Is International Child Adoption for You?
How do you know if international adoption is for your family? Well, there is no perfect definition of someone who would be a good potential adoptive parent, but answering the questions will help clarify whether international child adoption is for you. It’s not for everyone.
If your reason for adopting a child, anywhere, is to rescue him or her, this is not a good enough reason. If you are adopting a child to save your marriage, know that it usually only compounds the marital problems. If you are interested in adopting a child that has a certain IQ or learning capacity, no adoption is not for you.
But if you have a warm and mature love for children and have the desire and flexibility to love, accept, and raise a child not born to you, international child adoption could be you. If you are interested in making a family, which would include an infant, toddler, or alder child, then international adoption is a viable option. If you are interested in giving a future to a child who otherwise might not have one, international adoption could be for you.
If you think international adoption is hard or near impossible, just think of this: close to ten thousand children born outside of the United States are adopted each year by U.S. families. The annual number has been relatively stable for years, hovering between 9,800 and 11,500 adoptions.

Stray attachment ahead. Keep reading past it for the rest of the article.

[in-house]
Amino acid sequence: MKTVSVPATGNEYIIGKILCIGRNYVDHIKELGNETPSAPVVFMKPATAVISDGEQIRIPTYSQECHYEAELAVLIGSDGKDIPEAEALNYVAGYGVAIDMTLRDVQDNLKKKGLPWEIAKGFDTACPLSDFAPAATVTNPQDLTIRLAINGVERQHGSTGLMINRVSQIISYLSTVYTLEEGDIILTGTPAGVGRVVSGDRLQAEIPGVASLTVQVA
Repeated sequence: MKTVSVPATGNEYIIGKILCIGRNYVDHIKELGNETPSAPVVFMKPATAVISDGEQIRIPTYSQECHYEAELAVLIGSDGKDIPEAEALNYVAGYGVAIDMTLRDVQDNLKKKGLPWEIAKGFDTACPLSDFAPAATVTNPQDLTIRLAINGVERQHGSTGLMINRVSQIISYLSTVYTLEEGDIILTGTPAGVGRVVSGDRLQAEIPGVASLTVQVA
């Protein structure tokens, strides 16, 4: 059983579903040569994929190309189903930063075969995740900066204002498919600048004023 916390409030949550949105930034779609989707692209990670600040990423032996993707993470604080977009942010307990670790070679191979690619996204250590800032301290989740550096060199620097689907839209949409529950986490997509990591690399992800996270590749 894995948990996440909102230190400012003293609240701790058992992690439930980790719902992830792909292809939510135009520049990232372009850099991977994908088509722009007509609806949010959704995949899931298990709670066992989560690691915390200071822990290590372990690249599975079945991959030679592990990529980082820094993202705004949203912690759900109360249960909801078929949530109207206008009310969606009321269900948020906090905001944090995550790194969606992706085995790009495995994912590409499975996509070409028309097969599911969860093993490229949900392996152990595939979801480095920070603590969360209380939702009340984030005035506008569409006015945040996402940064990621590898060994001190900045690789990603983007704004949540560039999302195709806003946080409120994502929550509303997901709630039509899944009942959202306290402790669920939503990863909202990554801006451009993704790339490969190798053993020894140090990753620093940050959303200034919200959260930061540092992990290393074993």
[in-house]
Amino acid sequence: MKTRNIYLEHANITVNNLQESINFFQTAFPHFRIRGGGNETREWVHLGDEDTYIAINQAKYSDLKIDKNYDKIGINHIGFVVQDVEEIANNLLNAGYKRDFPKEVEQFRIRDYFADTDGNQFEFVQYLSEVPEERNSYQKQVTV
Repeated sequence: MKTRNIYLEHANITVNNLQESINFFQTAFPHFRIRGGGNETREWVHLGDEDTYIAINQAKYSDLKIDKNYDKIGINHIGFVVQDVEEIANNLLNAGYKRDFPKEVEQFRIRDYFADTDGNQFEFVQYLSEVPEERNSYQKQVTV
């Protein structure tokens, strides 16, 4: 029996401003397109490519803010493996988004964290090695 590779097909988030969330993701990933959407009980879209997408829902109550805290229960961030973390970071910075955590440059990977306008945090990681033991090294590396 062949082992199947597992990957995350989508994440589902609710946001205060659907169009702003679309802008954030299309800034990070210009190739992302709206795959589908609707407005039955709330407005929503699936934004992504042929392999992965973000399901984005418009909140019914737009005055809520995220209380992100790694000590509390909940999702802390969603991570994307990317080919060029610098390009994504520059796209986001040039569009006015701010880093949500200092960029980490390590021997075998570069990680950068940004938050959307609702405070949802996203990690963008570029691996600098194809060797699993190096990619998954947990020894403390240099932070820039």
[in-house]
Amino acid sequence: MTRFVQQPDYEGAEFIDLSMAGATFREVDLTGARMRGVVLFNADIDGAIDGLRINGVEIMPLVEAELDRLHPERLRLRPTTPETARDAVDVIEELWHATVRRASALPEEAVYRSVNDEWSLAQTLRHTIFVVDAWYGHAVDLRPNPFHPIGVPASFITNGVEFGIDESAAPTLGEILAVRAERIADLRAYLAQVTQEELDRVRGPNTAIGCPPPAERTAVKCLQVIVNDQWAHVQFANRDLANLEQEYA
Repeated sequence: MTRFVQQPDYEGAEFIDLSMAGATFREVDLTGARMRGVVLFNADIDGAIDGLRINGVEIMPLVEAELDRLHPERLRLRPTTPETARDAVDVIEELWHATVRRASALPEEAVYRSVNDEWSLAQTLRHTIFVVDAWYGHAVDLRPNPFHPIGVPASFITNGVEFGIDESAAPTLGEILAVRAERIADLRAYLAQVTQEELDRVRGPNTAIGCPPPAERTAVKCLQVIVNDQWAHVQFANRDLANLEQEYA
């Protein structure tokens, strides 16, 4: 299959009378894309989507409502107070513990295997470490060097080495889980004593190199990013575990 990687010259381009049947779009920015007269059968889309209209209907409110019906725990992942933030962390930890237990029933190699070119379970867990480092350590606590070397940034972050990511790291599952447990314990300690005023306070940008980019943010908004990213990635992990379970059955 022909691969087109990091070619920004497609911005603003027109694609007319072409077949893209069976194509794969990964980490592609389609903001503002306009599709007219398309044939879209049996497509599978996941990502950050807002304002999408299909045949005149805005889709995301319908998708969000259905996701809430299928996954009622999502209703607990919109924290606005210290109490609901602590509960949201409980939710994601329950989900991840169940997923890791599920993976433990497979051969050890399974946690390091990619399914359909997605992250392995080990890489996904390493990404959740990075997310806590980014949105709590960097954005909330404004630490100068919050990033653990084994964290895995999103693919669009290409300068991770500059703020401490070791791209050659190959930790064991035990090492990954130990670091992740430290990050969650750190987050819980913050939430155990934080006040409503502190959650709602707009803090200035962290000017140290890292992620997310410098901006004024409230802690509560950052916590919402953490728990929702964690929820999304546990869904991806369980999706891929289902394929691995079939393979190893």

That number will rise and while it won’t skyrocket, international adoption will continue to grow – slowly – and become more common. It’s not as difficult to do as it used to be; more countries now have the mechanism to place abandoned children with families that want them, and our increasingly diverse society is more receptive to children who are from different countries.
Orphanages worldwide are filled with children who need parents. There are at least 700,000 in orphanages in former Communist countries that need adoptive families. These figures do not include the enormous numbers of children in Asian or Latin American orphanages.
There is a tremendous need for International adoptions and whilst it may not be the panacea for all child welfare needs it certainly does assist on a great number of instances.
Hopefully the increased and raised profile International Adoption has had recently through the current set of adoptions by the Rich and Famous will have some positive effect and keep this much needed aspect of Social Child welfare in the public eye.
About the Author: Stephen Morgan writes regularly on social matters and is editor of http://www.adoptionusa.info , http://www.internationaladoptioninformation.com and http://www.internationaladoptionusa.info